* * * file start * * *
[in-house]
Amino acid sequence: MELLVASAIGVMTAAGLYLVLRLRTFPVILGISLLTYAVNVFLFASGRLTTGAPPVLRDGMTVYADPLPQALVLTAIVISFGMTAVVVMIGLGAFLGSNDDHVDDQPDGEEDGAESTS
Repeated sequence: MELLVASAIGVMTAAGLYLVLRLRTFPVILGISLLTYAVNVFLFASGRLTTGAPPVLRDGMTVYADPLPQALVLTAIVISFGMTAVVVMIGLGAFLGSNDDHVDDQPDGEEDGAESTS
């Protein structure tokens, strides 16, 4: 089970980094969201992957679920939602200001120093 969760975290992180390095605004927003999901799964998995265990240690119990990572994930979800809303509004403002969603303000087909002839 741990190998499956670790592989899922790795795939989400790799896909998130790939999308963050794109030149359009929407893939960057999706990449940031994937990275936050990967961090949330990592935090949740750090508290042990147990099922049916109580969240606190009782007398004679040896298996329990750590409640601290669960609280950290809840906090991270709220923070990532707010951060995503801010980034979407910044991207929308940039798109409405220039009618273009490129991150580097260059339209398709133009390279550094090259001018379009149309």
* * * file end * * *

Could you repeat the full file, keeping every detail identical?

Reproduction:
[in-house]
Amino acid sequence: MELLVASAIGVMTAAGLYLVLRLRTFPVILGISLLTYAVNVFLFASGRLTTGAPPVLRDGMTVYADPLPQALVLTAIVISFGMTAVVVMIGLGAFLGSNDDHVDDQPDGEEDGAESTS
Repeated sequence: MELLVASAIGVMTAAGLYLVLRLRTFPVILGISLLTYAVNVFLFASGRLTTGAPPVLRDGMTVYADPLPQALVLTAIVISFGMTAVVVMIGLGAFLGSNDDHVDDQPDGEEDGAESTS
């Protein structure tokens, strides 16, 4: 089970980094969201992957679920939602200001120093 969760975290992180390095605004927003999901799964998995265990240690119990990572994930979800809303509004403002969603303000087909002839 741990190998499956670790592989899922790795795939989400790799896909998130790939999308963050794109030149359009929407893939960057999706990449940031994937990275936050990967961090949330990592935090949740750090508290042990147990099922049916109580969240606190009782007398004679040896298996329990750590409640601290669960609280950290809840906090991270709220923070990532707010951060995503801010980034979407910044991207929308940039798109409405220039009618273009490129991150580097260059339209398709133009390279550094090259001018379009149309």